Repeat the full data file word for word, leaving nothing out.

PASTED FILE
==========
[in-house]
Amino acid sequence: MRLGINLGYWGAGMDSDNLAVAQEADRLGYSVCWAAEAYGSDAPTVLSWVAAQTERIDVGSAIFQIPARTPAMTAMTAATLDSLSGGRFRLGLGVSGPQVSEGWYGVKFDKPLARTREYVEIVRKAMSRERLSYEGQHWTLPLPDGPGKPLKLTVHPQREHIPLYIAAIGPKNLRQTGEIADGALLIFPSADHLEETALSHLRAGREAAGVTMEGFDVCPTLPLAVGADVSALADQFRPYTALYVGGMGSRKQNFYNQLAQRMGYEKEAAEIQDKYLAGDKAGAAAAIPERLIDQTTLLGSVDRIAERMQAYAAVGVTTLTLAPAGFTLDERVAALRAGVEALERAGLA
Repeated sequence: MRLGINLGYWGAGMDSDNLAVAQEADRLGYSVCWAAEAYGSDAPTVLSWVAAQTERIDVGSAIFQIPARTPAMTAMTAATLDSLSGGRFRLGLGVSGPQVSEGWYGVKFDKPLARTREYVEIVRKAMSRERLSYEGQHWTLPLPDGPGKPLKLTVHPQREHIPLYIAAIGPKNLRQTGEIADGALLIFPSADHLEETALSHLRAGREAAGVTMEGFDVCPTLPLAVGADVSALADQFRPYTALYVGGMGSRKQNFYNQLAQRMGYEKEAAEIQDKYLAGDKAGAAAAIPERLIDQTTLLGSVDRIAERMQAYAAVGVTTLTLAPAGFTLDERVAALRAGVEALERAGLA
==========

[in-house]
Amino acid sequence: MRLGINLGYWGAGMDSDNLAVAQEADRLGYSVCWAAEAYGSDAPTVLSWVAAQTERIDVGSAIFQIPARTPAMTAMTAATLDSLSGGRFRLGLGVSGPQVSEGWYGVKFDKPLARTREYVEIVRKAMSRERLSYEGQHWTLPLPDGPGKPLKLTVHPQREHIPLYIAAIGPKNLRQTGEIADGALLIFPSADHLEETALSHLRAGREAAGVTMEGFDVCPTLPLAVGADVSALADQFRPYTALYVGGMGSRKQNFYNQLAQRMGYEKEAAEIQDKYLAGDKAGAAAAIPERLIDQTTLLGSVDRIAERMQAYAAVGVTTLTLAPAGFTLDERVAALRAGVEALERAGLA
Repeated sequence: MRLGINLGYWGAGMDSDNLAVAQEADRLGYSVCWAAEAYGSDAPTVLSWVAAQTERIDVGSAIFQIPARTPAMTAMTAATLDSLSGGRFRLGLGVSGPQVSEGWYGVKFDKPLARTREYVEIVRKAMSRERLSYEGQHWTLPLPDGPGKPLKLTVHPQREHIPLYIAAIGPKNLRQTGEIADGALLIFPSADHLEETALSHLRAGREAAGVTMEGFDVCPTLPLAVGADVSALADQFRPYTALYVGGMGSRKQNFYNQLAQRMGYEKEAAEIQDKYLAGDKAGAAAAIPERLIDQTTLLGSVDRIAERMQAYAAVGVTTLTLAPAGFTLDERVAALRAGVEALERAGLA